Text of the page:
ather than reviewing Blue Toad Murder Files' three new episodes formally, I'll use this space to declare that Relentless Software hasn't changed a thing since last time. The story is still great fun, but the cumbersome interface and roadblock riddles will frustrate those initially put into a jolly good mood. However, I believe in this developer, and if it wants to bring this franchise out of the shadow of its former glory Buzz then the following gaps will have to be filled.
Misdirection: Using voice actor Tom Dussek for every character in the game is a sweet gimmick, but get at least a couple folks to write and edit the rules that proceed each puzzle. I wouldn't think to publish directions on how to operate so much as a microwave without another pair of eyes to look it over. But in Blue Toad even a Minesweeper clone is made convoluted by sloppy instruction. And that goes for the interface issues as well. Sometimes it feels as though the developers are weaving puzzles from the back to the front and not thinking about how the user will naturally approach them.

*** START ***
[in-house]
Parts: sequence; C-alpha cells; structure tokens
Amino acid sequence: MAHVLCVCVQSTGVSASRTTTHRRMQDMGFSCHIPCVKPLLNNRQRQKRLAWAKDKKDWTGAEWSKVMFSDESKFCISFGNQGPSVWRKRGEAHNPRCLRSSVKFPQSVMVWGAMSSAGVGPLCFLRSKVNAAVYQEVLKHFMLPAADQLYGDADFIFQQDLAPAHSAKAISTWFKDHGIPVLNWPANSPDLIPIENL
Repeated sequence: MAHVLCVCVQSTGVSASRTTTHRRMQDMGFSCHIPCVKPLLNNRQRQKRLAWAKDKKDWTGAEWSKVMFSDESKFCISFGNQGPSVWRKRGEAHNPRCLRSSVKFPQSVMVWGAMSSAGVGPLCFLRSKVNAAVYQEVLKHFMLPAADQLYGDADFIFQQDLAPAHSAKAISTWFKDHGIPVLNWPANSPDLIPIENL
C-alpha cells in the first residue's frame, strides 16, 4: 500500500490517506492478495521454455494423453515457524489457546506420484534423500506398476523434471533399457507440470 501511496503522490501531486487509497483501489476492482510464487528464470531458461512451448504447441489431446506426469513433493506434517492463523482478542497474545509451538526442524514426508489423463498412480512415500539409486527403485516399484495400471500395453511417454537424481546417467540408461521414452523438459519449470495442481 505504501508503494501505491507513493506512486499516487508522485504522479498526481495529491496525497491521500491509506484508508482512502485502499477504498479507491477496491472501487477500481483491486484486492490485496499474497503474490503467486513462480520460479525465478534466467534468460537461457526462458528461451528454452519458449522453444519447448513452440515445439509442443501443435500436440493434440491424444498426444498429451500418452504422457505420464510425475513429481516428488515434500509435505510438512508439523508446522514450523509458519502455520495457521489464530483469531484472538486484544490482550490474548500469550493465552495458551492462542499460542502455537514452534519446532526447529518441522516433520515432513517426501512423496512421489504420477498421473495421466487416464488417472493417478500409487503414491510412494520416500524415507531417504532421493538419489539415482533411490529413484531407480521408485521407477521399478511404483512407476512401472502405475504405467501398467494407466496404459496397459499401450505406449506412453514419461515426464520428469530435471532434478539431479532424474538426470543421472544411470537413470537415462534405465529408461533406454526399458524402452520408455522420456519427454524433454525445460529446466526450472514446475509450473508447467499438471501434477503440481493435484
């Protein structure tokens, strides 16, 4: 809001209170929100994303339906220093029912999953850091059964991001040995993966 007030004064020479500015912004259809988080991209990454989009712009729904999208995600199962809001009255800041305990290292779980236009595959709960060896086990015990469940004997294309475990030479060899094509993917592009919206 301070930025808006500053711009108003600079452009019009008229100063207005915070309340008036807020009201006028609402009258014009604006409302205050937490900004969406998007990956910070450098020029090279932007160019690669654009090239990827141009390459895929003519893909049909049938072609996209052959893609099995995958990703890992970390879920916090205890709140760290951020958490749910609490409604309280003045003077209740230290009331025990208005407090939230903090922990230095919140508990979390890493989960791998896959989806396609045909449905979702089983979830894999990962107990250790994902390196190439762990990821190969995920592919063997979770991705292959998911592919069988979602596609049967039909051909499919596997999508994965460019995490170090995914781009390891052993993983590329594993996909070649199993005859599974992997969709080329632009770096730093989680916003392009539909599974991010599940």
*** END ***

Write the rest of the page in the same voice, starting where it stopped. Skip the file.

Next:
Take a Hint: No hint system . . . really? I'm all for Hard Mode in games, but at least provide a self-regulating hint option instead of bringing the game to a sleepy halt while players are left hating themselves and hating you far more. In an anagram puzzle where the player is to drag nonsense phrases from a list and attach them to very specific pieces of furniture, I was relegated to my own trial-and-error mode for the last three answers. When I finally tripped on the solution, the game didn't even reorganize the letters so that I could at least have that "Aha" moment. I'm not as smart as you, alright? I'm getting over it. Play more Professor Layton for prime examples of a proper hint-system and post-puzzle wrap-ups.
No Thanks, I'm Good: This game is billed as a potential multiplayer experience, but twice my girlfriend fell asleep late into the game and it couldn't have mattered less. Even the town's witnesses treat the multiple player characters as one persona. Is this a co-op game? Are we supposed to be taunting each other? And why is Mario Party beginning to look really awesome right about now?
Less Math: I'm a natural at adding numbers in my head while subtracting beers from the fridge, but I'm the only one.
As it stands, Blue Toad Murder Files is a game for very few. And even those that can look past the stubborn issues will undeniably admit that it can be so much more. Luckily the groundwork is there. The game looks and sounds fantastic — it's just not very fun to play, that's all.